7th EQAsia External Quality Assessment trial: Salmonella spp., Enterococcus spp., Campylobacter spp. and Neisseria gonorrhoeae – 2023

Tomislav Simeonov Kostyanev, Hiba Al Mir, Rangsiya Prathan, Sarah Marvig Johansson, Pattrarat Chanchaithong, Elif Seyda Tosun, Taradon Luangtongkum, Freshwork A. Abegaz, Tobin Guarnacci, Nimesh Poudyal, Lone Brink Rasmussen, Soo-Young Kwon, Rungtip Chuanchuen, Rene S. Hendriksen

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This report summarizes the results of the 7th External Quality Assessment (EQA) trial of EQAsia, the Fleming Fund Regional Grant aiming to strengthen the provision of EQA services across the One Health sector among National Reference Laboratories / Centres of Excellence in South and Southeast Asia. The EQAsia project has entered a second phase (2023 to 2025) in which it will continue to deliver the established EQA programme for both the Human Health (HH sector) and Food and Animal Health (AH sector) laboratories in the region.

The EQA trial was carried out in October - November 2023 and included bacterial identification and antimicrobial susceptibility testing (AST) of several prominent WHO and FAO priority pathogens: Salmonella spp, Enterococcus faecalis, Enterococcus faecium, Campylobacter coli, Campylobacter jejuni, and Neisseria gonorrhoeae. The latter isolate was introduced for the first time in this EQA programme since the start of the EQAsia project.

A total of 20 HH and 16 AH laboratories participated in this EQA trial. The participating laboratories were from 14 countries situated in South and Southeast Asia (Bangladesh, Bhutan, Brunei Darussalam, Indonesia, Laos People Democratic Republic, Malaysia, the Maldives, Nepal, Pakistan, Papua New Guinea, Philippines, Sri Lanka, Timor-Leste, and Vietnam). Similarly to previous EQAsia EQAs, participating laboratories could choose one or more panels among the ones offered in the current EQA round. In total, data were submitted by 33 laboratories for the Salmonella spp. panel, 24 laboratories for the E. faecalis/E. faecium panel, 11 – for Campylobacter spp., and 8 – for N. gonorrhoeae.

A major challenge for several laboratories in this EQA trial appeared to be the reconstitution and isolation of a number of strains from the Campylobacter spp. and N. gonorrhoeae panels. This led to fewer isolates reported per panel and ultimately to a lower performance score.

The bacterial identification component consisted in identifying the five strains of the organism in question (target organism) among a total of seven strains. The identification results from almost all laboratories that submitted data from the Salmonella spp. panel were conform the baseline results. Identification appeared to be more challenging in the other three panels.

On average, the AST performance of participating laboratories was the best in the Salmonella spp. panel (94.6%), followed by enterococci (92.6%), Campylobacter spp. (90.3%), and N. gonorrhoeae (85.2%).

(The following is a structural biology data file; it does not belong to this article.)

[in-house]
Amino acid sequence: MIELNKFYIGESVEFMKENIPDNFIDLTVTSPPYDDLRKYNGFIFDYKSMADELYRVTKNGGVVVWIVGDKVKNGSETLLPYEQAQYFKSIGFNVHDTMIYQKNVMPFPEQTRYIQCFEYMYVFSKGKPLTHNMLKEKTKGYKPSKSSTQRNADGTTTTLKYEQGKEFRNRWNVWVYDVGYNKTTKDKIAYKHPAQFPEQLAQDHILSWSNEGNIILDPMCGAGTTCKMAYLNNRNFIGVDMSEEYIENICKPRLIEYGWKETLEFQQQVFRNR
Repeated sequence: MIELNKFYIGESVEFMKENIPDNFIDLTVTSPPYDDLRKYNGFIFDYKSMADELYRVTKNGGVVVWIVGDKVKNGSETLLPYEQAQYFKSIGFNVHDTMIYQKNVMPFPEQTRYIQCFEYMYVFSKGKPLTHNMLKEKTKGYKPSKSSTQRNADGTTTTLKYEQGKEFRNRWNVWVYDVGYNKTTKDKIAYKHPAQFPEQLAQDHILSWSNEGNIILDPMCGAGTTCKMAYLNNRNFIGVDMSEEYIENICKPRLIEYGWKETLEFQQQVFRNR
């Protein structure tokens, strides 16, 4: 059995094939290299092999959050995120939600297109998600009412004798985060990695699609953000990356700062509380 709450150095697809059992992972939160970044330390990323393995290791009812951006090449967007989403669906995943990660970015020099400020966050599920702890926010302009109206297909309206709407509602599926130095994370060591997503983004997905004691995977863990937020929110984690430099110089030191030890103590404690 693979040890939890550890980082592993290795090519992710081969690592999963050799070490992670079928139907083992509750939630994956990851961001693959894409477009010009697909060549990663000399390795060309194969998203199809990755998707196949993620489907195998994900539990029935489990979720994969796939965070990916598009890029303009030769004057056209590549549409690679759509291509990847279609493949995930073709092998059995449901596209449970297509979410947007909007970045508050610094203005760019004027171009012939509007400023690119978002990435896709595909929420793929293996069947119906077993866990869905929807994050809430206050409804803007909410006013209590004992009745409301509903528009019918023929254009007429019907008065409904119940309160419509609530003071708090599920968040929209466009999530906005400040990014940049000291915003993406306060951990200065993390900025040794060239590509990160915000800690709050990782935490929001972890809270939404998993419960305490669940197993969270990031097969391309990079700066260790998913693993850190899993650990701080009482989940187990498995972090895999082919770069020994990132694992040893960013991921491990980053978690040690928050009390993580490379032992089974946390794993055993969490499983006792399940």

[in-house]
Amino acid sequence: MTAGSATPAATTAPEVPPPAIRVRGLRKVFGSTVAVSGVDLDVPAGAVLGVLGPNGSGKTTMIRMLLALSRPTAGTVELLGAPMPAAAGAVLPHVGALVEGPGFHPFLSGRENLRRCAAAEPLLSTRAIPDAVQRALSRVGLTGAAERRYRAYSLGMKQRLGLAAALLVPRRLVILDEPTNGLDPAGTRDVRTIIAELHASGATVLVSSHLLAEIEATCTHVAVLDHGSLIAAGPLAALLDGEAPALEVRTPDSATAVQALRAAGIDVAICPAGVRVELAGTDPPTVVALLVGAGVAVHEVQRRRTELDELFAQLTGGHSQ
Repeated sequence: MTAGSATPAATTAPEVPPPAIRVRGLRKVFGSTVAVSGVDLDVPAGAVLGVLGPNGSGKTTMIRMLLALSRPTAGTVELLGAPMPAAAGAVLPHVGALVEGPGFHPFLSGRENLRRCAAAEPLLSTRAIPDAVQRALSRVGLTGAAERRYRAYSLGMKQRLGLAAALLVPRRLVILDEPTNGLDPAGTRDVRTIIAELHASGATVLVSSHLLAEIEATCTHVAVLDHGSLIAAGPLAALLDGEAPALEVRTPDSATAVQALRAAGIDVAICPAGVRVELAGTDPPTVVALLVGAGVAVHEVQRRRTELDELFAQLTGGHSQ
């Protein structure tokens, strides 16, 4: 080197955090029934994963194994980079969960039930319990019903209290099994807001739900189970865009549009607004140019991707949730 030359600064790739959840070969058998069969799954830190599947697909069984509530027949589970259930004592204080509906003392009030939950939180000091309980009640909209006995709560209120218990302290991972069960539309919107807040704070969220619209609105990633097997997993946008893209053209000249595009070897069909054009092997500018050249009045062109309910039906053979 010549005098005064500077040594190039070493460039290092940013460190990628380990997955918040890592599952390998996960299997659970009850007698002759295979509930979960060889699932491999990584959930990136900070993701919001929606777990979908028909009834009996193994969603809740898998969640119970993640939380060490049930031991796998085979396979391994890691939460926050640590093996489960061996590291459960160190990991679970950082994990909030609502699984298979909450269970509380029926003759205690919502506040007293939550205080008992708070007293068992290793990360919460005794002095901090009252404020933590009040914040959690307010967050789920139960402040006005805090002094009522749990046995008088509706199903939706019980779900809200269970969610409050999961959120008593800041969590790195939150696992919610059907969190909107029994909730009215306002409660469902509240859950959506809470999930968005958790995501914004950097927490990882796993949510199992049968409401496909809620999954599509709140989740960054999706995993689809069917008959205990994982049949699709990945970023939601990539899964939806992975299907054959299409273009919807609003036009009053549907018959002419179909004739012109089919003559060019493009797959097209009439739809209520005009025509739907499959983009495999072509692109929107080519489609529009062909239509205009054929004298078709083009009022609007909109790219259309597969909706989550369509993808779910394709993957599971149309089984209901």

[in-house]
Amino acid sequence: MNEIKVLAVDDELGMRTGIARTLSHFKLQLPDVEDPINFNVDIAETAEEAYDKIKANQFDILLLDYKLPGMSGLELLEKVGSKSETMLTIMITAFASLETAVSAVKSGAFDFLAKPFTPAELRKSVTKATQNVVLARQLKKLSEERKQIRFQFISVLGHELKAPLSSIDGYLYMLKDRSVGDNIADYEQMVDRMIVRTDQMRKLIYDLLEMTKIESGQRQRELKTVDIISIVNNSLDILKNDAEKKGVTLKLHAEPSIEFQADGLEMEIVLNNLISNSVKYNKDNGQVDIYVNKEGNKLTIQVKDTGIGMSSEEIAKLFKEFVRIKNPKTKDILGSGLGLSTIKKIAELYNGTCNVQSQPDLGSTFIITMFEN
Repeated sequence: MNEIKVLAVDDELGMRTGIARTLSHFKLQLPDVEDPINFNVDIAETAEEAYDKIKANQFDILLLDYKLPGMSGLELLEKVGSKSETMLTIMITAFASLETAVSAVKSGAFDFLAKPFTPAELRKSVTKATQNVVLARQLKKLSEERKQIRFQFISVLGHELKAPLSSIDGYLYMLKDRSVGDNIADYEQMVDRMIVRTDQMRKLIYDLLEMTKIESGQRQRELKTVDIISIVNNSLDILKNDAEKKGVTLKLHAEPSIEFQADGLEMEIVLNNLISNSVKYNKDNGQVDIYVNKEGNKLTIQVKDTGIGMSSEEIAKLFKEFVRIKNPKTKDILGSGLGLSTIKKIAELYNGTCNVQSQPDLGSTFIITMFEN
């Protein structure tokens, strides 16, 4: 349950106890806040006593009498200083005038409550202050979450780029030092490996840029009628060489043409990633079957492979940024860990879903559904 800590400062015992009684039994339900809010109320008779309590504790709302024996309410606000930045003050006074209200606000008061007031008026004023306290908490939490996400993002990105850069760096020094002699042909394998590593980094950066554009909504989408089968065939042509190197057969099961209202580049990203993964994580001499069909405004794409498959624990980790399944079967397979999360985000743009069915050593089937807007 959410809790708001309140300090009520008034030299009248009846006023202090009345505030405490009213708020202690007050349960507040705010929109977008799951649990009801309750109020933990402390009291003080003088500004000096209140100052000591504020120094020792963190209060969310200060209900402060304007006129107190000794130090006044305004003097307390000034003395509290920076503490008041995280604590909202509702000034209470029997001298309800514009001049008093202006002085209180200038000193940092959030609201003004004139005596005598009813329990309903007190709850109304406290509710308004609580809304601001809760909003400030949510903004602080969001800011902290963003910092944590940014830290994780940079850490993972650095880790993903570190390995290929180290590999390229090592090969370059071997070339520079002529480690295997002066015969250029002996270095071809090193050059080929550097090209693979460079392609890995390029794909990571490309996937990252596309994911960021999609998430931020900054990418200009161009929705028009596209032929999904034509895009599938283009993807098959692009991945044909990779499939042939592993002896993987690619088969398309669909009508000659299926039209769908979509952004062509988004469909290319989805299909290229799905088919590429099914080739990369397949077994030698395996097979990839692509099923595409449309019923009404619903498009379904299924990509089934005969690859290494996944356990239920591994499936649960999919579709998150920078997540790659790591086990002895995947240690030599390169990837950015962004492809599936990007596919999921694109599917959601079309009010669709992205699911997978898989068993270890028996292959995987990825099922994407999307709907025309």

Laboratories were ranked from #1 to #35 (one laboratory did not submit any data) based on their average score across the panels in which they participated. The average score varied between 78.4% (rank #35) and 99.2% (rank #1). The total average score among all 35 laboratories that submitted results was 92.8%, while the median was 93.6%.

As with previous EQAsia EQAs, many of the laboratories were struggling the most with quality control strain testing. Several laboratories (1 in the Salmonella spp. and N. gonorrhoeae panels each, 2 in the enterococci panel and 4 in the Campylobacter spp. panel) did not submit results from reference strain testing at all. The rate of laboratories whose results was conform the expected range of QC values varied across the four panels, as follows – Salmonella spp. (57.6%), enterococci (45.8%), Campylobacter spp. (27.3%), and N. gonorrhoeae (100%).

Several reference strains for the microbiology diagnostics of gonococci were sent to participating laboratories for the first time within this EQA round. Laboratories need to make sure they have all necessary quality control strains that should be tested on a regular basis. EQAsia has also prioritized quality control of AST as a training topic and is offering continuous support on this matter.

Overall, the results from this EQAsia EQA flag once more the need to focus on both basic and more advance methodologies for culture, identification, and antimicrobial susceptibility testing within a training curriculum for the participating laboratories. Quality control testing and the use of the appropriate reference strains, as well as the translation of the QC results into corrective action by laboratories is of utmost importance to ensure a decent level of quality in a microbiology laboratory. Providing and maintaining a standardized level of credible diagnostic services would allow laboratories to generate reliable results that would ultimately feed in a pool of reliable data for surveillance purposes5
Original languageEnglish
PublisherTechnical University of Denmark
Number of pages75
ISBN (Print)978-87-7586-028-9
Publication statusPublished - 2024


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